Hogan spokesman denies vaccine disparity between Convention Center, Six Flags

Baltimore Convention Center Field Hospital.jpg
Posted at 11:25 AM, Feb 17, 2021
and last updated 2021-02-17 11:55:22-05

BALTIMORE — Baltimore Mayor Brandon Scott called reports of an alleged disparity between vaccine distribution at the Baltimore Convention Center and Six Flags America, unacceptable.

"We need to have a more equitable distribution of the vaccine in the state of Maryland," Scott said to a reporter Wednesday.

The Mayor said he planned to address the issue with Governor Larry Hogan.

"This is something that we'll be going back and talking to the governor and his folks about, said Scott. "This is why we made the action we did with Johnson & Johnson. We feel like we see not just hear from folks across the state, republican and democrat, about how the vaccine is being distributed in the state isn't working for us."

Scott was referencing a long shot effort to get Johnson & Johnson to save a certain amount of their yet-to-be approved vaccine, being distributed at Emergent BioSolutions in East Baltimore.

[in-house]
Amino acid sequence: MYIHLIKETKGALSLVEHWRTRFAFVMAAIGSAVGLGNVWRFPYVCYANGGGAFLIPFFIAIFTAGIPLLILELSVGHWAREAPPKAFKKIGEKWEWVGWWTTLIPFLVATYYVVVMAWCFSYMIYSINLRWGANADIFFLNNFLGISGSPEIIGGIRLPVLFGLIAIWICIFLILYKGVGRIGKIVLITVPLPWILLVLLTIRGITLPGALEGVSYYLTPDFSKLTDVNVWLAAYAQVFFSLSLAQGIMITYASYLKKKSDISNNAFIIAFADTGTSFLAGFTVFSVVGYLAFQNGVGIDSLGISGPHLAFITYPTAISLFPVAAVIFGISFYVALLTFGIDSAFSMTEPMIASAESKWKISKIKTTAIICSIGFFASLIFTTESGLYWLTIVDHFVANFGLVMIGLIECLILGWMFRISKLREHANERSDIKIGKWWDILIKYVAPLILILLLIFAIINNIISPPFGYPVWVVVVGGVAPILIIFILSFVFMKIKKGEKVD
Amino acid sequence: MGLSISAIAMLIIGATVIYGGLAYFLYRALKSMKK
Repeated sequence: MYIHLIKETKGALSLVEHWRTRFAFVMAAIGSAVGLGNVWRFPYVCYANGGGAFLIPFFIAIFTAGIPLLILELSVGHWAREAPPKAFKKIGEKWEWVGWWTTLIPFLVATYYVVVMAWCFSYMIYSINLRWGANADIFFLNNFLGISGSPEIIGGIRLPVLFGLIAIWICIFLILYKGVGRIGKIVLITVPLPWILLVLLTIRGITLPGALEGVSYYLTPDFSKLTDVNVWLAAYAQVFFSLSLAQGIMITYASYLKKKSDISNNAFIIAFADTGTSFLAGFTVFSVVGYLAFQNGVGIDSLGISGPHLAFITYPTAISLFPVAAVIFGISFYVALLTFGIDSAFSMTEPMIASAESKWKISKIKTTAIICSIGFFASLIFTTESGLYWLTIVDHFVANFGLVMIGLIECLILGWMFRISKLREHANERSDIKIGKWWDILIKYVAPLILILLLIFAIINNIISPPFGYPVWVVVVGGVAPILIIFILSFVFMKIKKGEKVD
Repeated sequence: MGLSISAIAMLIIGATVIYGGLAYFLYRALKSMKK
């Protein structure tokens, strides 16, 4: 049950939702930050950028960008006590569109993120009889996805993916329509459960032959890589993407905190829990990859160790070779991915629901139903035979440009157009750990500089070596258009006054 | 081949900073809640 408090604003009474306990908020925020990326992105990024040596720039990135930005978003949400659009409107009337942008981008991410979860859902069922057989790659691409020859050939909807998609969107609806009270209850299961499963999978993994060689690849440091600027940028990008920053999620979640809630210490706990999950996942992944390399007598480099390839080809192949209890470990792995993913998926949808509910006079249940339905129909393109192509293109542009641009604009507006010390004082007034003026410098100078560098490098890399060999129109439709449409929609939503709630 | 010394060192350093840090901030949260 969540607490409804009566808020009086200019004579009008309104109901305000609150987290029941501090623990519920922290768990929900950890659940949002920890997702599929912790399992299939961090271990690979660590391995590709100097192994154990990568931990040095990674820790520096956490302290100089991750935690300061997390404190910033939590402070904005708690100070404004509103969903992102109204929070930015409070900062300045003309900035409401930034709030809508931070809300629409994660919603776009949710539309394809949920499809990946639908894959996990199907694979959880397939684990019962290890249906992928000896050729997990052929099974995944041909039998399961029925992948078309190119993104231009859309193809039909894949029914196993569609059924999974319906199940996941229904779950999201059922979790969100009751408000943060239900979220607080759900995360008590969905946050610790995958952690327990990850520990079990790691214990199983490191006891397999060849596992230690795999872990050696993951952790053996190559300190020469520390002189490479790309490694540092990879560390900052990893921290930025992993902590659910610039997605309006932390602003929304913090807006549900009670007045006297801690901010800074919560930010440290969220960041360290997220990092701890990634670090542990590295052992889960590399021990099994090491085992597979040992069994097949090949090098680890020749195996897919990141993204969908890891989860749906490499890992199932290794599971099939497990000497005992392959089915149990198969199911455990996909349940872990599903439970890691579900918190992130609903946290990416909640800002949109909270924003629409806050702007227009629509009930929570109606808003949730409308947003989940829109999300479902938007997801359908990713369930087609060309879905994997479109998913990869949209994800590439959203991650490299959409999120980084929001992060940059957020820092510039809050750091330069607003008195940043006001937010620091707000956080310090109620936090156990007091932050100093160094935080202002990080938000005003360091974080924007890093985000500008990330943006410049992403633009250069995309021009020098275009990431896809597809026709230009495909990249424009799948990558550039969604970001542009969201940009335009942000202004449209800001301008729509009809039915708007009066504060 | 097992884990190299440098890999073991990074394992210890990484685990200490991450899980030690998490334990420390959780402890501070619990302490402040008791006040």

READ MORE: Mayor Scott wants 300,000 COVID-19 vaccine doses from Johnson & Johnson to stay in the city

Soon after Scott's latest remarks, Michael Ricci, Governor Larry Hogan's Communications Director, disputed the report on Twitter saying there is "no need" for a conversation with the Governor.

Scott, Gov. Spokesman spar over vaccine disparity

Ricci says the Convention Center receives about 1,000 vaccines per day from the state while Six Flags gets 2,000.

He says the University of Maryland Medical System uses some of their vaccine allotment at the Convention Center, making it so the state doesn't have to provide any additional.

Ricci noted that thousands of more daily doses will be allocated to the city, beginning next week when the state opens its third mass vaccination site at M&T Bank Stadium.

As of Wednesday -- 55,859 people in Baltimore City have received their first dose of the COVID-19 vaccine. That equates to about 9.4 percent of the population. Less than half of that number has received the second dose.